Best Performance by an Actor in a Motion Picture, Drama -  Eddie Redmayne wins here because it scores in all the right places for the HFPA: it’s showy, it’s a biopic, and he'll look great at the podium. This will be The Theory of Everything’s big (and possibly only) win of the evening.

Best Performance by an Actress in a Motion Picture, Drama – Reportedly, the HFPA LOVES Maps to the Stars so I’m not so sure they’re going to award Julianne Moore here. They’ve done crazy things before (Sharon Stone over Susan Sarandon some 20 years ago rings a bell). I think they’re going with Jennifer Aniston (Cake) here, setting up some level of competition for Moore’s supposed engraved Oscar win. (Insert sound of Joey Moser crashing to the floor.)

Best Performance by an Actor in a Motion Picture, Musical or Comedy – No one comes close to Michael Keaton in Birdman.

Best Performance by an Actress in a Motion Picture, Musical or Comedy – Smart money has Emily Blunt for Into the Woods, perhaps that film’s only win. I’m thinking they will award Julianne Moore here for Maps to the Stars over her plainer performance in Still Alice. I don’t discount Moore’s possibility of winning both, though. Possible. Very, very possible.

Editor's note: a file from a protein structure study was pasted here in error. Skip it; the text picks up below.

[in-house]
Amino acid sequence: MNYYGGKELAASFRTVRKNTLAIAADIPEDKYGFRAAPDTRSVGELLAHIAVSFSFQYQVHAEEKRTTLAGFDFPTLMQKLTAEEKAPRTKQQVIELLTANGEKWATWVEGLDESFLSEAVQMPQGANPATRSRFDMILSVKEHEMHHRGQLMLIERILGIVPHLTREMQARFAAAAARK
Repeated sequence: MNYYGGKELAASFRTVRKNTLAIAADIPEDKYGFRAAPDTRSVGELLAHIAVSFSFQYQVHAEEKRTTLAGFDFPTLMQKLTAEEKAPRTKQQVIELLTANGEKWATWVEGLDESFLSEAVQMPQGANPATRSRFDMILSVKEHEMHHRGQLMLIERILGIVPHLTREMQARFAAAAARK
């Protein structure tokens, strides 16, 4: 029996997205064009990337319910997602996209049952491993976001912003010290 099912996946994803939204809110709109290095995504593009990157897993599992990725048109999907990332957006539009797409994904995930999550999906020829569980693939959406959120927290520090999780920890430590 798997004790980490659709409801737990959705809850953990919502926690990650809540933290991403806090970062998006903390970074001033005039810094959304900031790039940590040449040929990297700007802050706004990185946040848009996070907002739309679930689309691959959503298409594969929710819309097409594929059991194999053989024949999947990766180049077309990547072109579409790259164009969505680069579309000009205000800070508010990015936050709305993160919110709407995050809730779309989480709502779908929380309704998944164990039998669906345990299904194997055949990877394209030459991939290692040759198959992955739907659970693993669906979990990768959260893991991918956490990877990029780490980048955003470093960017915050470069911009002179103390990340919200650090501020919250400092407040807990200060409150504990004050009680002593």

Best Performance by a Supporting Actor in a Motion Picture – J.K. Simmons in Whiplash. Yawn, but good for him. This will be their tempo.

Best Performance by a Supporting Actress in a Motion Picture – Patricia Arquette wins here in another pre-ordained award. They do love them some Meryl Streep, though. Remember they awarded her for Adaptation over the “inevitable” Catherine Zeta-Jones for Chicago

Best Director – I don’t think Richard Linklater is flashy enough a director for the HFPA who historically pick the most directed films over the most subtly directed films. Instead, they’re going to go with Alejandro Gonzalez Inarritu for Birdman.

Best Screenplay – Flip a coin. I’m thinking they’re going to award something here that likely won’t win another award. Is that The Imitation Game or Gone Girl? I’m going with Game.

Best Original Score – No idea here. I could see any one of these films winning with the exception of Interstellar because even the HFPA wouldn’t sink that low. Birdman isn’t eligible for the Oscar, and the two Brit biopics may cancel each other out (although Desplat probably has a leg up). I’m going out on a limb with Trent Reznor and Atticus Ross for Gone Girl.